Lane Street Project: Who gets to speak for the dead?

“Underneath America lies an apartheid of the departed. Violence done to the living is usually done to their dead, who are dug up, mowed down, and built on. In the Jim Crow South, Black people paid taxes that went to building and erecting Confederate monuments. They buried their own dead with the help of mutual-aid societies, fraternal organizations, and insurance policies. Cemeteries work on something like a pyramid scheme: payments for new plots cover the cost of maintaining old ones. ‘Perpetual care’ is, everywhere, notional, but that notion relies on an accumulation of capital that decades of disenfranchisement and discrimination have made impossible in many Black communities, even as racial terror also drove millions of people from the South during the Great Migration, leaving their ancestors behind. It’s amazing that Geer survived. Durham’s other Black cemeteries were run right over. ‘Hickstown’s part of the freeway,’ Gonzalez-Garcia told me, counting them off. ‘Violet Park is a church parking lot.'”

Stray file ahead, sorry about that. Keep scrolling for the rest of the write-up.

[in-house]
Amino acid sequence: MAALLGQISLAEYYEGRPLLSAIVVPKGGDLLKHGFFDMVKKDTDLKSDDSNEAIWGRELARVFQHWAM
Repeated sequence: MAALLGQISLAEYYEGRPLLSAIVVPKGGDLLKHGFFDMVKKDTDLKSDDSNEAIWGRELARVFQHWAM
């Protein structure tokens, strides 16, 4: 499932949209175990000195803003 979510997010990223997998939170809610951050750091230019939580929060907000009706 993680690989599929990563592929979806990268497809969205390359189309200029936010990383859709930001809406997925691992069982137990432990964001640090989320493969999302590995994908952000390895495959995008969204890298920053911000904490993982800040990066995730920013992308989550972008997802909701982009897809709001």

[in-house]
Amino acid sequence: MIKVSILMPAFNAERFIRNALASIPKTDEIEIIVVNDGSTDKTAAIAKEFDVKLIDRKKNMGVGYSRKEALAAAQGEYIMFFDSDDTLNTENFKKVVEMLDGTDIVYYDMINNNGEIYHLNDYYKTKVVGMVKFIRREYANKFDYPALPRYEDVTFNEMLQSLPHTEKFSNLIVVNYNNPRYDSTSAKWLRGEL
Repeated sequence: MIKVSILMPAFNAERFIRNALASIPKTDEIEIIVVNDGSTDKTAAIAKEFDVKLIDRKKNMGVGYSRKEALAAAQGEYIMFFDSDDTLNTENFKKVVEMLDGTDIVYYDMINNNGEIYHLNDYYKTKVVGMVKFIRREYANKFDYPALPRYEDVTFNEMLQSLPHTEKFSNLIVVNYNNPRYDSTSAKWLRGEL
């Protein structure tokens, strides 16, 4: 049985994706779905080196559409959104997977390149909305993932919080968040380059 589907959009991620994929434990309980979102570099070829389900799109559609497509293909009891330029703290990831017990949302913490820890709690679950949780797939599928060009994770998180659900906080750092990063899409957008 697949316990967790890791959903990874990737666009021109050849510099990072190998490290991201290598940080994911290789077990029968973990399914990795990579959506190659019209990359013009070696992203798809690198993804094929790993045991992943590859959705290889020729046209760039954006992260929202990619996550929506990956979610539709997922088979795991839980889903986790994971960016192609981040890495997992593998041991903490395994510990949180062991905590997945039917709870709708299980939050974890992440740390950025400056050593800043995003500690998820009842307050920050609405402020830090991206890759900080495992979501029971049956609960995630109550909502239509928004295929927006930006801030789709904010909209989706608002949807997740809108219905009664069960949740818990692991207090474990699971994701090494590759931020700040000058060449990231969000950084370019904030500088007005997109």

I’m inspired — and encouraged — by Friends of Geer Cemetery and Friends of East End Cemetery and others doing this work for descendants. Please read.

“Whosoever live and believeth in me, though we be dead, yet, shall we live.”

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